Sex differences in GABAA signaling in the periaqueductal gray induced by persistent inflammation

Karen J. Tonsfeldt, Katherine L. Suchland, Kathleen A. Beeson, Janet D. Lowe, Ming Hua Li, Susan L. Ingram

Research output: Contribution to journalArticlepeer-review

28 Scopus citations


The ventrolateral periaqueductal gray (vlPAG) is a key structure in the descending pain modulatory circuit. Activation of the circuit occurs via disinhibition of GABAergic inputs onto vlPAG output neurons. In these studies, we tested the hypothesis that GABAergic inhibition is increased during persistent inflammation, dampening activation of the descending circuit from the vlPAG. Our results indicate that persistent inflammation induced by Complete Freund’s adjuvant (CFA) modulates GABA signaling differently in male and female rats. CFA treatment results in increased presynaptic GABA release but decreased high-affinity tonic GABAA currents in female vlPAG neurons. These effects are not observed in males. The tonic currents in the vlPAG are dependent on GABA transporter activity and are modulated by agonists that activate GABAA receptors containing the δ subunit. The GABAA δ agonist THIP (gaboxadol) induced similar amplitude currents in naive and CFA-treated rats. In addition, a positive allosteric modulator of the GABAA δ subunit, DS2 (4-chloro-N-[2-(2-thienyl)imidazo[1,2-a]pyridin-3-yl]benzamide), increased tonic currents. These results indicate that GABAA δ receptors remain on the cell surface but are less active in CFA-treated female rats. In vivo behavior studies showed that morphine induced greater antinociception in CFA-treated females that was reversed with microinjections of DS2 directly into the vlPAG. DS2 did not affect morphine antinociception in naive or CFA-treated male rats. Together, these data indicate that sex-specific adaptations in GABAA receptor signaling modulate opioid analgesia in persistent inflammation. Antagonists of GABAA δ receptors may be a viable strategy for reducing pain associated with persistent inflammation, particularly in females.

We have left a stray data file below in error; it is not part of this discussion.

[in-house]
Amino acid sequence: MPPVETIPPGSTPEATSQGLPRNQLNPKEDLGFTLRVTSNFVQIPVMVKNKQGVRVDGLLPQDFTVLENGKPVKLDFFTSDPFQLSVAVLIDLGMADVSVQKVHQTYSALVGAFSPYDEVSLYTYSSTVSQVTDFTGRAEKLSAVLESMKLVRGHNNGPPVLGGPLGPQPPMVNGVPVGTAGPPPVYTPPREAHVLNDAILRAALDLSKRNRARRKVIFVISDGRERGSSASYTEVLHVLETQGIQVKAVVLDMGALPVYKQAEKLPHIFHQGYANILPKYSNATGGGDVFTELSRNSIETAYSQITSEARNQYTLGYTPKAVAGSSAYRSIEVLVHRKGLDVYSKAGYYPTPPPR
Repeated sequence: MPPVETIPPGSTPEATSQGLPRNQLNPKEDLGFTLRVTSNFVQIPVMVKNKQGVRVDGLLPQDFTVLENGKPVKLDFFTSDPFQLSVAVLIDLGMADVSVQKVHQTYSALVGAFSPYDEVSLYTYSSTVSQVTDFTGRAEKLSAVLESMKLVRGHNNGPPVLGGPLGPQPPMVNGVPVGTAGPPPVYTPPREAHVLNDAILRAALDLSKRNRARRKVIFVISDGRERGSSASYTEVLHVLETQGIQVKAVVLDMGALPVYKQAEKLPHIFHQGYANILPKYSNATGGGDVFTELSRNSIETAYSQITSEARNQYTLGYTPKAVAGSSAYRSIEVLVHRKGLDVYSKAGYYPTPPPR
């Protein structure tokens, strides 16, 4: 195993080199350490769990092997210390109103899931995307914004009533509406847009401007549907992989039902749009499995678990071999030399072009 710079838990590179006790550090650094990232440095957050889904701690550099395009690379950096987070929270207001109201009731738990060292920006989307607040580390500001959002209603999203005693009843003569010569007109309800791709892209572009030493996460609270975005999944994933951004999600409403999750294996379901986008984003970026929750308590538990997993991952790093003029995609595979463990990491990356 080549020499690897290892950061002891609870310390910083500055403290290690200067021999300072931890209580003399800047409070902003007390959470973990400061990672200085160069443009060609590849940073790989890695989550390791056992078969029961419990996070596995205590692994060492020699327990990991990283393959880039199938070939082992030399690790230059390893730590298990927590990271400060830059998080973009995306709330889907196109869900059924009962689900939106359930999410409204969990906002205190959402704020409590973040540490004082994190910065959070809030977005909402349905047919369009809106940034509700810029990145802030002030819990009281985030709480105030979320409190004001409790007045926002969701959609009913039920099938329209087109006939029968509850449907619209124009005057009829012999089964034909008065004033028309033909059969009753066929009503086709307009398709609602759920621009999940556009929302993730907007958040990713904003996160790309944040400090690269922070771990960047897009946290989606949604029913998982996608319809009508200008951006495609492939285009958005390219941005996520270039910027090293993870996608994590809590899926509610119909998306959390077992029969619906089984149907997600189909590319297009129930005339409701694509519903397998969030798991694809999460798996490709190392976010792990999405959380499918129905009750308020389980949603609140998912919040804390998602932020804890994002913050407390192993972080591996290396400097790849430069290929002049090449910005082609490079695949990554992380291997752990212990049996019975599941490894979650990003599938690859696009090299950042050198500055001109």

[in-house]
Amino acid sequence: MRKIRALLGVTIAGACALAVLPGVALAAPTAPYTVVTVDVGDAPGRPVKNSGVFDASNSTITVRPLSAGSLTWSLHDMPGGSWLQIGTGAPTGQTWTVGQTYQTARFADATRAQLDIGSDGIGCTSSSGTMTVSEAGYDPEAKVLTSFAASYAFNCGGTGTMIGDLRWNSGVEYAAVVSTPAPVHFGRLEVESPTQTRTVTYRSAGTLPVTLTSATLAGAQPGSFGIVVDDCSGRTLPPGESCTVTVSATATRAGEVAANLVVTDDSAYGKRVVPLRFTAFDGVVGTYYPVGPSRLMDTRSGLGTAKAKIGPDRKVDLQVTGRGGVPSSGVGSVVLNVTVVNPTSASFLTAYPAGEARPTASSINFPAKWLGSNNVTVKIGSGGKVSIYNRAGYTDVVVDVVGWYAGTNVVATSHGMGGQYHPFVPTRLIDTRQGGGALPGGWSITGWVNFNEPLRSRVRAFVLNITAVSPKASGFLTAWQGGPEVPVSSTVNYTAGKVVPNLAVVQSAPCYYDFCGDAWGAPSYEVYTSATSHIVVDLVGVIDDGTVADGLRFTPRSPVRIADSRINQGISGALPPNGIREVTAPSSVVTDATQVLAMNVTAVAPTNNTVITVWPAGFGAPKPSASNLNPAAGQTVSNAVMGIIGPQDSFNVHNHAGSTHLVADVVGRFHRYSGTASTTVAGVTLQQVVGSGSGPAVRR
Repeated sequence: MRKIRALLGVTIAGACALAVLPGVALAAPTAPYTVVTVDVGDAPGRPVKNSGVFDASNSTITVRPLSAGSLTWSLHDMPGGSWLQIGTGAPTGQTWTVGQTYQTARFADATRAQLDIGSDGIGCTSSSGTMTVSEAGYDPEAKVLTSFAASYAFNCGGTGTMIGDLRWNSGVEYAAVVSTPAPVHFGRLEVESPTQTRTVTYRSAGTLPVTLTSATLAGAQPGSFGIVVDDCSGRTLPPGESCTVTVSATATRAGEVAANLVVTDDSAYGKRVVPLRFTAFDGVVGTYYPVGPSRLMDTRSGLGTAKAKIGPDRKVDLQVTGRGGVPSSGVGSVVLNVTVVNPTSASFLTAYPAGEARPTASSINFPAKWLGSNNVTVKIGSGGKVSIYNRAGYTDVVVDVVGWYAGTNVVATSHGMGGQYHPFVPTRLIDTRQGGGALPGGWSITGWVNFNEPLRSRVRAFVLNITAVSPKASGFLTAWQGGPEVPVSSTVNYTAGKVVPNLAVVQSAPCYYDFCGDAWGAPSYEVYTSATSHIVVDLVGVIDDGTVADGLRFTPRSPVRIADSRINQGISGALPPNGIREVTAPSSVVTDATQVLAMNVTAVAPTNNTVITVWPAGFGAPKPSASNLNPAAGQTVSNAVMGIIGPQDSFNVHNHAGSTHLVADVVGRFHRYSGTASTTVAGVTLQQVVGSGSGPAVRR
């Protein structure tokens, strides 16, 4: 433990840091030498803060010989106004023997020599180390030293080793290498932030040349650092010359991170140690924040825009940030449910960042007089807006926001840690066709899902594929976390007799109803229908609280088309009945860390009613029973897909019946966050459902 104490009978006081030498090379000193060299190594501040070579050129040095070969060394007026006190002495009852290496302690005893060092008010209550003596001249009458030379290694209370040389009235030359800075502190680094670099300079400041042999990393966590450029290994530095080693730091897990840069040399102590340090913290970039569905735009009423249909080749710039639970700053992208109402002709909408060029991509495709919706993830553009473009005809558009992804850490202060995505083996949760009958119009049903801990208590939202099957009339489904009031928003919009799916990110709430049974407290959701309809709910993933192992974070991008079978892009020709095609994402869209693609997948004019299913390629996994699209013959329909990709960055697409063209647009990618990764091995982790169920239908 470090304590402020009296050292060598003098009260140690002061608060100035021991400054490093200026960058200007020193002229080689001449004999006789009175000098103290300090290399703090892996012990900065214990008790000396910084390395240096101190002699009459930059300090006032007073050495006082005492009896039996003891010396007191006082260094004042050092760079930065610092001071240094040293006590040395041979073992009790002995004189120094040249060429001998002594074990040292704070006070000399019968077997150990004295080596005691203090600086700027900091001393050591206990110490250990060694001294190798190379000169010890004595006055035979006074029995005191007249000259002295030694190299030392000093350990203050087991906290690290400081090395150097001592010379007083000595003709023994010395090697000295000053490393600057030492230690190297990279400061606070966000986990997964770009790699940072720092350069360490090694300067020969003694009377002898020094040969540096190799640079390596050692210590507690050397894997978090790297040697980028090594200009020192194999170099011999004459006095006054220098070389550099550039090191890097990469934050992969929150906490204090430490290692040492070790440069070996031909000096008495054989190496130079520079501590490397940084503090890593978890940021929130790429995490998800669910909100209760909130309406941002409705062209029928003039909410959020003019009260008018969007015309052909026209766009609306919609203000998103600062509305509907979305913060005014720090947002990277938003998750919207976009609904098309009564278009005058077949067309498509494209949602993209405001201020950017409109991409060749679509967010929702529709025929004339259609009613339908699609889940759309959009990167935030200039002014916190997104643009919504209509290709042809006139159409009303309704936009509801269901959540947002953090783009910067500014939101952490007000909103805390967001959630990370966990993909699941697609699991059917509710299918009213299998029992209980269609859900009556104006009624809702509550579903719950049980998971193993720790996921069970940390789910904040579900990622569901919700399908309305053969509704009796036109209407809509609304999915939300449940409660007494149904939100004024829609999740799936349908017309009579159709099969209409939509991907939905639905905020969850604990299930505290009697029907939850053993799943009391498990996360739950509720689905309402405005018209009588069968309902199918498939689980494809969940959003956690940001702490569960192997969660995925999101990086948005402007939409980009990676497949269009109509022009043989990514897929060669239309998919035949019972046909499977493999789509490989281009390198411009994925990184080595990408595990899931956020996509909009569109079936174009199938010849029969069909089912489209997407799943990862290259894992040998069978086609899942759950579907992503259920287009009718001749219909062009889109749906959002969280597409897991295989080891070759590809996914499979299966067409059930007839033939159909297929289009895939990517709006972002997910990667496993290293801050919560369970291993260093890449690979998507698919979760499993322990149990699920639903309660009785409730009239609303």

Original languageEnglish (US)
Pages (from-to)1669-1681
Number of pages13
JournalJournal of Neuroscience
Issue number5
StatePublished - Feb 3 2016


  • Chronic pain
  • Descending pain control
  • GABA
  • Opioid
  • Sex difference
  • Tonic current

ASJC Scopus subject areas

  • Neuroscience(all)


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